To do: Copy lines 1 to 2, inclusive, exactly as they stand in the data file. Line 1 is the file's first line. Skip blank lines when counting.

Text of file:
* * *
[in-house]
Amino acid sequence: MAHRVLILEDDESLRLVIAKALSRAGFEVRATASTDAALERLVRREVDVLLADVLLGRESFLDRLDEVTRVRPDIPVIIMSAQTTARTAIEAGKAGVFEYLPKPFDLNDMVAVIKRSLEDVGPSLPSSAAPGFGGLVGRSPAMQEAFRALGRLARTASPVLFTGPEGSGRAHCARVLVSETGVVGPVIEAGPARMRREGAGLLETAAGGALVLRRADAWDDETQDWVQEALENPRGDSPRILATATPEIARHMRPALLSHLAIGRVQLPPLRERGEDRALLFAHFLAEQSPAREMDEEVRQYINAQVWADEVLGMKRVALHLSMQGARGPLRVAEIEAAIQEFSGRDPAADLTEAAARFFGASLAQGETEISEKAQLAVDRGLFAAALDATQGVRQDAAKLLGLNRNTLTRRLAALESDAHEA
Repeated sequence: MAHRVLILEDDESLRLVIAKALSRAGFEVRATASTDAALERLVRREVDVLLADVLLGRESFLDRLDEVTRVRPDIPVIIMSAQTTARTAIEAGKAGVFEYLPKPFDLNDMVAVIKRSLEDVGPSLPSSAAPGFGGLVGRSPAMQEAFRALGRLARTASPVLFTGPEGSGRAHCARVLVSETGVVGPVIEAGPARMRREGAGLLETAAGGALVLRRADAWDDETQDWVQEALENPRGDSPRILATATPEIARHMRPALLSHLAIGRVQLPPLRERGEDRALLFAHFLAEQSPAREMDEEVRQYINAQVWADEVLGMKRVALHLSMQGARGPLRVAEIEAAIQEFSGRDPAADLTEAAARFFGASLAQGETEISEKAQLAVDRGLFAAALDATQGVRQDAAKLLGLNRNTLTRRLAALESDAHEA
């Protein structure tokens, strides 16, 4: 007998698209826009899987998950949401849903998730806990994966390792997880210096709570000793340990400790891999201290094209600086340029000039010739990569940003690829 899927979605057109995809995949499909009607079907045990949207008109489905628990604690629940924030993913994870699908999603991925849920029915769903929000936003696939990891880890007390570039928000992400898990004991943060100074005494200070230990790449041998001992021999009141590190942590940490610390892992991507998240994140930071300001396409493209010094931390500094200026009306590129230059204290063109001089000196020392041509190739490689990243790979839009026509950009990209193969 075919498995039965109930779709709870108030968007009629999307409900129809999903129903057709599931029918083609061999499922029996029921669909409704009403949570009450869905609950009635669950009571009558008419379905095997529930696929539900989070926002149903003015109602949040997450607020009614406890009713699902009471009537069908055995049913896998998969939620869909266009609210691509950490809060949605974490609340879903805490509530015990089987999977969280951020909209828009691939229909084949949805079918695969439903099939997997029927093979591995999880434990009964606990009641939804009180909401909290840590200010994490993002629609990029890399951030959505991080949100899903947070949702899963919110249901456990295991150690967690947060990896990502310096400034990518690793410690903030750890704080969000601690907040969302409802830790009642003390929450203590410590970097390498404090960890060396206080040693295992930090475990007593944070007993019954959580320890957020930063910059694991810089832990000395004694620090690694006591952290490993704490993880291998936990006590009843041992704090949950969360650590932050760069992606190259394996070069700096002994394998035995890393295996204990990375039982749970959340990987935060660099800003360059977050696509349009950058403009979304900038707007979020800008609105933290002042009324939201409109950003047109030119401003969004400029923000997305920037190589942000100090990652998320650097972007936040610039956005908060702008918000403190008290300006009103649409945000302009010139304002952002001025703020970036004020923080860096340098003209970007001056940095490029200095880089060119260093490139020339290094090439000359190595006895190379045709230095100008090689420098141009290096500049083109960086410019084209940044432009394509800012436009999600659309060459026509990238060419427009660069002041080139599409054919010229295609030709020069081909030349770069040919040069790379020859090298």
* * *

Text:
[in-house]
Amino acid sequence: MAHRVLILEDDESLRLVIAKALSRAGFEVRATASTDAALERLVRREVDVLLADVLLGRESFLDRLDEVTRVRPDIPVIIMSAQTTARTAIEAGKAGVFEYLPKPFDLNDMVAVIKRSLEDVGPSLPSSAAPGFGGLVGRSPAMQEAFRALGRLARTASPVLFTGPEGSGRAHCARVLVSETGVVGPVIEAGPARMRREGAGLLETAAGGALVLRRADAWDDETQDWVQEALENPRGDSPRILATATPEIARHMRPALLSHLAIGRVQLPPLRERGEDRALLFAHFLAEQSPAREMDEEVRQYINAQVWADEVLGMKRVALHLSMQGARGPLRVAEIEAAIQEFSGRDPAADLTEAAARFFGASLAQGETEISEKAQLAVDRGLFAAALDATQGVRQDAAKLLGLNRNTLTRRLAALESDAHEA